Photoactivatable mCherry for high-resolution two-color fluorescence microscopy

Fedor V. Subach, George H. Patterson, Suliana Manley, Jennifer M. Gillette, Jennifer Lippincott-Schwartz, Vladislav V. Verkhusha

Research output: Contribution to journalArticle

411 Scopus citations


The reliance of modern microscopy techniques on photoactivatable fluorescent proteins prompted development of mCherry variants that are initially dark but become red fluorescent after violet-light irradiation. Using ensemble and single-molecule characteristics as selection criteria, we developed PAmCherry1 with excitation/emission maxima at 564/595 nm. Compared to other monomeric red photoactivatable proteins, it has faster maturation, better pH stability, faster photoactivation, higher photoactivation contrast and better photostability. Lack of green fluorescence and single-molecule behavior make monomeric PAmCherry1 a preferred tag for two-color diffraction-limited photoactivation imaging and for super-resolution techniques such as one- and two-color photoactivated localization microscopy (PALM). We performed PALM imaging using PAmCherry1-tagged transferrin receptor expressed alone or with photoactivatable GFP-tagged clathrin light chain. Pair correlation and cluster analyses of the resulting PALM images identified ≤200 nm clusters of transferrin receptor and clathrin light chain at ≤25 nm resolution and confirmed the utility of PAmCherry1 as an intracellular probe.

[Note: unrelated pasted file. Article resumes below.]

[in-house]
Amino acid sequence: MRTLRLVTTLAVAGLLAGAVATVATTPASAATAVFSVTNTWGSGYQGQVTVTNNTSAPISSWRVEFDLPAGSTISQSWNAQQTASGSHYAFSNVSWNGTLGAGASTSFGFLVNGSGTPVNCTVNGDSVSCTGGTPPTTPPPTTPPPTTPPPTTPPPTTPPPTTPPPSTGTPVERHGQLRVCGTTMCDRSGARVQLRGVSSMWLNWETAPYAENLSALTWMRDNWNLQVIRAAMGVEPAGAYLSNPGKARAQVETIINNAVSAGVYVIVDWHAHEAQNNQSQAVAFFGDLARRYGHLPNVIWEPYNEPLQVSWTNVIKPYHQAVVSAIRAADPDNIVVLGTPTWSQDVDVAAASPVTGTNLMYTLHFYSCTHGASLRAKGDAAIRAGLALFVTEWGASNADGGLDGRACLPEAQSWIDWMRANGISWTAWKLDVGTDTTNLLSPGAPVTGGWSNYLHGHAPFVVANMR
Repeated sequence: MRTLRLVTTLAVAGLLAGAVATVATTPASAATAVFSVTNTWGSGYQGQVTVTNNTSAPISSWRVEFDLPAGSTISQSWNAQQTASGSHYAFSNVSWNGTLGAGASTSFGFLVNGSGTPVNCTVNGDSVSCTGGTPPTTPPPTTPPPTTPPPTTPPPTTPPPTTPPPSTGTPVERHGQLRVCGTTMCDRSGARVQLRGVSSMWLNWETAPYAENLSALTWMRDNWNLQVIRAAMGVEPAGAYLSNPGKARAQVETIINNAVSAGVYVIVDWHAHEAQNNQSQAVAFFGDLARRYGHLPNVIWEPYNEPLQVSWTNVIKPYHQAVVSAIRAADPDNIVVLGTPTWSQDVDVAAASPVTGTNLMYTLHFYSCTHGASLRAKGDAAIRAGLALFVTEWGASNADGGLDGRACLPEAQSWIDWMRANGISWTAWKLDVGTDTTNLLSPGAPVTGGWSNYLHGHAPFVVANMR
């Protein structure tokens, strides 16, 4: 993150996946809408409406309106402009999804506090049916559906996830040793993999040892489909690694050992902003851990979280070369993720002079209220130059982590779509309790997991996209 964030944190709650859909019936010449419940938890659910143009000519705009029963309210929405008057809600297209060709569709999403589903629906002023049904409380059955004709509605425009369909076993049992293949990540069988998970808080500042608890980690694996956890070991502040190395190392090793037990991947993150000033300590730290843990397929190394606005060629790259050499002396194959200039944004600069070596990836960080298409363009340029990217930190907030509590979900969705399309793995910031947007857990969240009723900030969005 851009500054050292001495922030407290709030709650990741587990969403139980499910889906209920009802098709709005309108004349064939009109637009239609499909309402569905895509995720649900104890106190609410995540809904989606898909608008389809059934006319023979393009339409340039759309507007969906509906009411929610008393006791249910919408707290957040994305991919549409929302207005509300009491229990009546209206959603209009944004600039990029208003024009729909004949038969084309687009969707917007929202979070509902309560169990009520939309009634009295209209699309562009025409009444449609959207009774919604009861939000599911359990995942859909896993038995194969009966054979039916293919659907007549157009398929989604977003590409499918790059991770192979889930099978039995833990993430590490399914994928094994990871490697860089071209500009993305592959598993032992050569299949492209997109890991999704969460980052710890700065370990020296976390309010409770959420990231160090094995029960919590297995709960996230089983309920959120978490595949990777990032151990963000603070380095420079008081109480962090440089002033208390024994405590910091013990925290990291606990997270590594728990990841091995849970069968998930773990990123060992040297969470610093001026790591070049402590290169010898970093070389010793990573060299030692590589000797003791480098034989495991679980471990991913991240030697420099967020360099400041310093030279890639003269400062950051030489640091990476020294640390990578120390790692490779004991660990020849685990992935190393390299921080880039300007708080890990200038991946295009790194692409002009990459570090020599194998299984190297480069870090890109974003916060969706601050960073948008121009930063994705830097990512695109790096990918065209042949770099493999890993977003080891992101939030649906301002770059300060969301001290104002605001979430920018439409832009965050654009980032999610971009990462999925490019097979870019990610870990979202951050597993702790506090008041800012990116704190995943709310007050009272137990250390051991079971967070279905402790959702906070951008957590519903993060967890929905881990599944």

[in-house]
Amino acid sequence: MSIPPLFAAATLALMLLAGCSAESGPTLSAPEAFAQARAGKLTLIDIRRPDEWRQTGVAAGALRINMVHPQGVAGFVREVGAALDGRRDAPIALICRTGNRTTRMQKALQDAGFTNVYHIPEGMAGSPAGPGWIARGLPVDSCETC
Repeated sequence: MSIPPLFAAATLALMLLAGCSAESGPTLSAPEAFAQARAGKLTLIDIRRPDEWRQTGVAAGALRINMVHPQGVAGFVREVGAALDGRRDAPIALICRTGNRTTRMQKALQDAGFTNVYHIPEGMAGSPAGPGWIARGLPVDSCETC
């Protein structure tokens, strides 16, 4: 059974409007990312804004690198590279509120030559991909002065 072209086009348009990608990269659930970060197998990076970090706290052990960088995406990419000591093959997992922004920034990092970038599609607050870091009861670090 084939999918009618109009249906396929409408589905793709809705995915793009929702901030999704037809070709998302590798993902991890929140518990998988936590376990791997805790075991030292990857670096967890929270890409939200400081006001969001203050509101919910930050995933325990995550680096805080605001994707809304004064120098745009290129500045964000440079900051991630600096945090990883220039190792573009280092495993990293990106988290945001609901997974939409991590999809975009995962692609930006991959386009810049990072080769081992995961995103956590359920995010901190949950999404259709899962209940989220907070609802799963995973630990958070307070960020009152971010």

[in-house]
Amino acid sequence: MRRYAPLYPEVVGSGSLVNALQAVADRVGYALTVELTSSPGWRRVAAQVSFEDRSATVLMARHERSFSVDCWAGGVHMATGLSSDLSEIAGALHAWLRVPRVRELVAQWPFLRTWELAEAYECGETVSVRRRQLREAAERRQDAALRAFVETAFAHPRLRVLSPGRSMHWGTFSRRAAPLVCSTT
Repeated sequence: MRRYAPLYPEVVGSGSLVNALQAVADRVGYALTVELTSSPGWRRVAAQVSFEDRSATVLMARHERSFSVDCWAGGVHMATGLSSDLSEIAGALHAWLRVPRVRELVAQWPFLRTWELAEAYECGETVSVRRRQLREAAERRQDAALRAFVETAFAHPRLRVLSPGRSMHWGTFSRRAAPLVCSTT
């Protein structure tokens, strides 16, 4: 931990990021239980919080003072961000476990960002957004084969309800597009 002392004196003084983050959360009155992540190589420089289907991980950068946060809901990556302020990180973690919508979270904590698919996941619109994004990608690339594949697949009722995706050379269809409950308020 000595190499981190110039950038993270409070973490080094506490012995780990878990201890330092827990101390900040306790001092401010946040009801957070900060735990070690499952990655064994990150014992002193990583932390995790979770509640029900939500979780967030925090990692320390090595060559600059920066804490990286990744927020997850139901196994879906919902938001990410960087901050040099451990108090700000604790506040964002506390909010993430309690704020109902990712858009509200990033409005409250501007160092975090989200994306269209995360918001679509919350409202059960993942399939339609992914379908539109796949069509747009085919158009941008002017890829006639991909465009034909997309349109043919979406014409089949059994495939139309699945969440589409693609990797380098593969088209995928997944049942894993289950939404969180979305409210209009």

Original languageEnglish (US)
Pages (from-to)153-159
Number of pages7
JournalNature Methods
Issue number2
StatePublished - Feb 9 2009

ASJC Scopus subject areas

  • Biotechnology
  • Biochemistry
  • Molecular Biology
  • Cell Biology

Fingerprint Dive into the research topics of 'Photoactivatable mCherry for high-resolution two-color fluorescence microscopy'. Together they form a unique fingerprint.

  • Cite this

    Subach, F. V., Patterson, G. H., Manley, S., Gillette, J. M., Lippincott-Schwartz, J., & Verkhusha, V. V. (2009). Photoactivatable mCherry for high-resolution two-color fluorescence microscopy. Nature Methods, 6(2), 153-159.